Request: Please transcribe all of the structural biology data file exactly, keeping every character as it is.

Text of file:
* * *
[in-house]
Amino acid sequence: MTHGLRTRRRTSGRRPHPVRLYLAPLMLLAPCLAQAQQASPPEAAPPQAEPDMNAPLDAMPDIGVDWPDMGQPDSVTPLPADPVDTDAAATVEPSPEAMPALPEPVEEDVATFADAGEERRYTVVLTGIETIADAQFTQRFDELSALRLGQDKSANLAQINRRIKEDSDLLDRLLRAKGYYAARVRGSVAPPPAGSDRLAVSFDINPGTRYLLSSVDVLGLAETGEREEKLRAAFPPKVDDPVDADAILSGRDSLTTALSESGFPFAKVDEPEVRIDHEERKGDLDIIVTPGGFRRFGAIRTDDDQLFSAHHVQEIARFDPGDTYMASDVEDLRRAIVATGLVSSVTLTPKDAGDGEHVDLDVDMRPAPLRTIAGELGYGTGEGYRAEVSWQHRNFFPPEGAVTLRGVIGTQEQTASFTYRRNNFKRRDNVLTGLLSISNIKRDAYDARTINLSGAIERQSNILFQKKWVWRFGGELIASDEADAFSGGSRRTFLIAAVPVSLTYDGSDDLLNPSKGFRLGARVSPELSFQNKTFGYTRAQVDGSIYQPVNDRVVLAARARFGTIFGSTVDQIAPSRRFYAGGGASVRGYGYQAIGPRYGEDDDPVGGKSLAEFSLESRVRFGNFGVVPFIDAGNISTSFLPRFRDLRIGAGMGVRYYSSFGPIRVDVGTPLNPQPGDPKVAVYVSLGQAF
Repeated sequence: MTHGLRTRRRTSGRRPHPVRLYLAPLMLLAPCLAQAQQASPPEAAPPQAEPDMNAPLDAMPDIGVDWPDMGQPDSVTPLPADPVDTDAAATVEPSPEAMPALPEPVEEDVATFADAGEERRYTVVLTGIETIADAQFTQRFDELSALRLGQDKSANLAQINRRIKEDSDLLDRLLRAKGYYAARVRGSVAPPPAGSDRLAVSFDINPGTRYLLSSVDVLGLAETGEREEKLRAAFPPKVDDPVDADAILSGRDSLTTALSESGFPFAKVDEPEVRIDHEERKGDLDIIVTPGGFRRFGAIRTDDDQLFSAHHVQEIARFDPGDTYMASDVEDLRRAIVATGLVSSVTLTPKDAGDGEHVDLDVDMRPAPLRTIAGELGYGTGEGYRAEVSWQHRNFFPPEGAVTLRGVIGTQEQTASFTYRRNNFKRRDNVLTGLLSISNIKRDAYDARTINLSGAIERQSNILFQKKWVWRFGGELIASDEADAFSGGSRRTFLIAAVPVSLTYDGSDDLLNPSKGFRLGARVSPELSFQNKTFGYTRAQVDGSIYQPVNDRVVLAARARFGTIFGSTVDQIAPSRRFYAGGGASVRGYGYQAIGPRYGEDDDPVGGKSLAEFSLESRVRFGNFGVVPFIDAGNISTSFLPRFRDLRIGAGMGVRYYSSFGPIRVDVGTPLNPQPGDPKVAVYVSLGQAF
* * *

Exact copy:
[in-house]
Amino acid sequence: MTHGLRTRRRTSGRRPHPVRLYLAPLMLLAPCLAQAQQASPPEAAPPQAEPDMNAPLDAMPDIGVDWPDMGQPDSVTPLPADPVDTDAAATVEPSPEAMPALPEPVEEDVATFADAGEERRYTVVLTGIETIADAQFTQRFDELSALRLGQDKSANLAQINRRIKEDSDLLDRLLRAKGYYAARVRGSVAPPPAGSDRLAVSFDINPGTRYLLSSVDVLGLAETGEREEKLRAAFPPKVDDPVDADAILSGRDSLTTALSESGFPFAKVDEPEVRIDHEERKGDLDIIVTPGGFRRFGAIRTDDDQLFSAHHVQEIARFDPGDTYMASDVEDLRRAIVATGLVSSVTLTPKDAGDGEHVDLDVDMRPAPLRTIAGELGYGTGEGYRAEVSWQHRNFFPPEGAVTLRGVIGTQEQTASFTYRRNNFKRRDNVLTGLLSISNIKRDAYDARTINLSGAIERQSNILFQKKWVWRFGGELIASDEADAFSGGSRRTFLIAAVPVSLTYDGSDDLLNPSKGFRLGARVSPELSFQNKTFGYTRAQVDGSIYQPVNDRVVLAARARFGTIFGSTVDQIAPSRRFYAGGGASVRGYGYQAIGPRYGEDDDPVGGKSLAEFSLESRVRFGNFGVVPFIDAGNISTSFLPRFRDLRIGAGMGVRYYSSFGPIRVDVGTPLNPQPGDPKVAVYVSLGQAF
Repeated sequence: MTHGLRTRRRTSGRRPHPVRLYLAPLMLLAPCLAQAQQASPPEAAPPQAEPDMNAPLDAMPDIGVDWPDMGQPDSVTPLPADPVDTDAAATVEPSPEAMPALPEPVEEDVATFADAGEERRYTVVLTGIETIADAQFTQRFDELSALRLGQDKSANLAQINRRIKEDSDLLDRLLRAKGYYAARVRGSVAPPPAGSDRLAVSFDINPGTRYLLSSVDVLGLAETGEREEKLRAAFPPKVDDPVDADAILSGRDSLTTALSESGFPFAKVDEPEVRIDHEERKGDLDIIVTPGGFRRFGAIRTDDDQLFSAHHVQEIARFDPGDTYMASDVEDLRRAIVATGLVSSVTLTPKDAGDGEHVDLDVDMRPAPLRTIAGELGYGTGEGYRAEVSWQHRNFFPPEGAVTLRGVIGTQEQTASFTYRRNNFKRRDNVLTGLLSISNIKRDAYDARTINLSGAIERQSNILFQKKWVWRFGGELIASDEADAFSGGSRRTFLIAAVPVSLTYDGSDDLLNPSKGFRLGARVSPELSFQNKTFGYTRAQVDGSIYQPVNDRVVLAARARFGTIFGSTVDQIAPSRRFYAGGGASVRGYGYQAIGPRYGEDDDPVGGKSLAEFSLESRVRFGNFGVVPFIDAGNISTSFLPRFRDLRIGAGMGVRYYSSFGPIRVDVGTPLNPQPGDPKVAVYVSLGQAF